Open the Virtual Server Administration Web site.
Under Virtual Disks, select Create, then select Dynamically Expanding Virtual Hard Disk, as shown in Figure 19-2.
You must then choose the location for the virtual disk file and the size. The size is the actual size of the hard disk, not the C partition. The example shown in Figure 19-3 would look like a 16 GB hard disk that could then be partitioned as needed by Windows Server during the installation.
Enter the appropriate location and size for the virtual hard disk, then click Create, as shown in Figure 19-3.
Figure 19-2: You can create multiple types of virtual hard disks.
Figure 19-3: You can create a dynamically expanding virtual hard disk and specify the maximum size for the hard disk and the physical location of the virtual hard disk file.
Once the virtual disk has been created, you must create the virtual networks to which the virtual machine will attach. You will configure the network adapters properly once the virtual machine has been installed.
The next step in creating a lab environment is to create two additional networks within Virtual Server 2005 that will become the inside (internal) and outside (Internet) networks for the test lab. Figure 19-4 shows an example of creating a virtual network that is not connected to a physical adapter on the host server. This configuration creates a network that can connect multiple virtual machines but does not connect to the outside world. Creating an isolated test environment can be very useful for testing potentially unstable, dangerous, or confidential technologies or configurations.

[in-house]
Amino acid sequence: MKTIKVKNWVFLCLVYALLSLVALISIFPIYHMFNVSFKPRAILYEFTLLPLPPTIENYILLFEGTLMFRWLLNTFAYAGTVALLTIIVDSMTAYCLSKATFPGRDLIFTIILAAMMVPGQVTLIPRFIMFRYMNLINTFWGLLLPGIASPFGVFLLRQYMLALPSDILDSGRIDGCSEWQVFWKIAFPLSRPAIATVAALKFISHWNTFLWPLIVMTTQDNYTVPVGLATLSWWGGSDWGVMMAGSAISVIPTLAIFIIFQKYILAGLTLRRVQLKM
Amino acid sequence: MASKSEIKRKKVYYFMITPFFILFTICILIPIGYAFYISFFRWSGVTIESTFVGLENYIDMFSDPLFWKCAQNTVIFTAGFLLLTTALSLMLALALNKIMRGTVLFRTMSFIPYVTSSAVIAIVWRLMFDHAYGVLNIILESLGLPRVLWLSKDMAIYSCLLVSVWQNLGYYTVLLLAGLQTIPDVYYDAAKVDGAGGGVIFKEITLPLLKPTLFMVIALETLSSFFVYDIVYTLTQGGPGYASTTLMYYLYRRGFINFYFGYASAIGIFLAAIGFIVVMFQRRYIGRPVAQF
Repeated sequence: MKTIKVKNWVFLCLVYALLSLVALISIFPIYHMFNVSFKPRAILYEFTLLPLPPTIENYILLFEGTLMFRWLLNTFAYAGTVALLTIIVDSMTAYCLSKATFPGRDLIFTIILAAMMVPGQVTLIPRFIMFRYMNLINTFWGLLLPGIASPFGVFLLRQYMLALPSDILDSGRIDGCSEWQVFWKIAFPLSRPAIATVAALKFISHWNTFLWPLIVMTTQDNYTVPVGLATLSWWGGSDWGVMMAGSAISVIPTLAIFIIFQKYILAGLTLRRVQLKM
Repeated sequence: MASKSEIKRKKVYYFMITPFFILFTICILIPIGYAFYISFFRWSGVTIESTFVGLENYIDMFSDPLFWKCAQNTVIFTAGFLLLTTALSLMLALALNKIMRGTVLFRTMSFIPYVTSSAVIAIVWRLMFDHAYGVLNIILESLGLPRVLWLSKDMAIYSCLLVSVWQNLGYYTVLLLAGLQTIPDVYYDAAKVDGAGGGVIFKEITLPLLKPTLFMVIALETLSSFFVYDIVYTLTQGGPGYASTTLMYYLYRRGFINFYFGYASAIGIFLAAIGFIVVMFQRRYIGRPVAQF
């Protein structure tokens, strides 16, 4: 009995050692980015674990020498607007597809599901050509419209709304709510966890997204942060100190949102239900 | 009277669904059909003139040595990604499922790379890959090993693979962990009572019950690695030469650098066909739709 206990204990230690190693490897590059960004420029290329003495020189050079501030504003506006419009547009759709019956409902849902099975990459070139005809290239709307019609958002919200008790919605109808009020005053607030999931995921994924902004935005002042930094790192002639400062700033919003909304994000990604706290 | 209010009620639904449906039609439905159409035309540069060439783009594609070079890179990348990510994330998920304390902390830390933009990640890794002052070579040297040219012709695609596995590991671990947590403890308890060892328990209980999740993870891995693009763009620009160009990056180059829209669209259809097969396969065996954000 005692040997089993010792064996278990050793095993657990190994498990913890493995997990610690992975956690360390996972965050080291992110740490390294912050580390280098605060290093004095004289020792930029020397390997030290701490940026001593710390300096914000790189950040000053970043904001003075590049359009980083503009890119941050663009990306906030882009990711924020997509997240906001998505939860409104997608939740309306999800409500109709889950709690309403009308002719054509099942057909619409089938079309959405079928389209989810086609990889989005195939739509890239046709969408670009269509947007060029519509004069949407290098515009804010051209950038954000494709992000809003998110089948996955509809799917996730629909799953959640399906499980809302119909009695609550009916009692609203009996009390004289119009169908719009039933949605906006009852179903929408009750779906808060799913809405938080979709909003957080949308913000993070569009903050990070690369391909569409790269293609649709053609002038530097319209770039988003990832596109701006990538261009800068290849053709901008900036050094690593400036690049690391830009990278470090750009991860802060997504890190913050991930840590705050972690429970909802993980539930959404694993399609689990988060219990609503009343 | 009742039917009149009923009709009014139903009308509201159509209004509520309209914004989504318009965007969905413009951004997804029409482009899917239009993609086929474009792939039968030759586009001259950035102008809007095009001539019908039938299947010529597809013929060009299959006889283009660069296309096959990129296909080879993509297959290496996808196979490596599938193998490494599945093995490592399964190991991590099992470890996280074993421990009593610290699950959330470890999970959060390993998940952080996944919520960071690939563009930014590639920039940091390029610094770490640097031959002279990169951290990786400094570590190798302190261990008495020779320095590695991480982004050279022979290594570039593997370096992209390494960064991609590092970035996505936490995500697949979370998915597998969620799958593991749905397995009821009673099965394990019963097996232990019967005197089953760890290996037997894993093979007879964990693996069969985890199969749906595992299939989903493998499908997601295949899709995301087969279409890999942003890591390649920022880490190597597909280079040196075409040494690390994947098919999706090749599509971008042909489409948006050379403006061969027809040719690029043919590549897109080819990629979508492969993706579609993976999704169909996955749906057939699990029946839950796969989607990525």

Figure 19-4: You can create new virtual networks as needed within the Virtual Server console.
To create the lab, you create two virtual networks that are not connected to any physical adapters on the host server. This creates an external and internal network for testing purposes. Figure 19-5 shows the final look of the virtual networks for Virtual Server. The internal and external networks are not connected to a physical adapter on the host machine. NIC 1 and NIC 2 are virtual networks that are connected to physical adapters in the host machine. You do not use NIC 1 or NIC 2 in this example.
Navigate to the Master Status page of the Virtual Server 2005 Administration Web site.
Under Virtual Networks, click Create.
For the first virtual network, enter a virtual network name of Outside and do not attach the virtual network to a physical adapter. This procedure is shown in Figure 19-4. Then, click OK.
Repeat this procedure to create an Inside virtual network.
Figure 19-5: This shows a Virtual Server with four separate virtual networks.
Your final virtual network configuration should look similar to what is shown in Figure 19-5.
Finally, you create the virtual machine and attach it to the correct virtual hard disks and virtual networks, by following these steps:
On the Master Status page of the Virtual Server 2005 Administration Web site, under Virtual Machines click Create.
Enter the virtual machine name, its location, the amount of virtual memory to assign, and the virtual hard disk to use, as shown in Figure 19-6.
Figure 19-6: You can control various aspects of a new virtual machine, including its physical location, during creation.
Notice that we have attached the virtual network adapter to NIC 1 (a physical adapter on the host machine) at this stage. This allows you to connect to the outside world to apply any necessary updates to the virtual machine. you connect the virtual machines to the virtual networks at a later stage.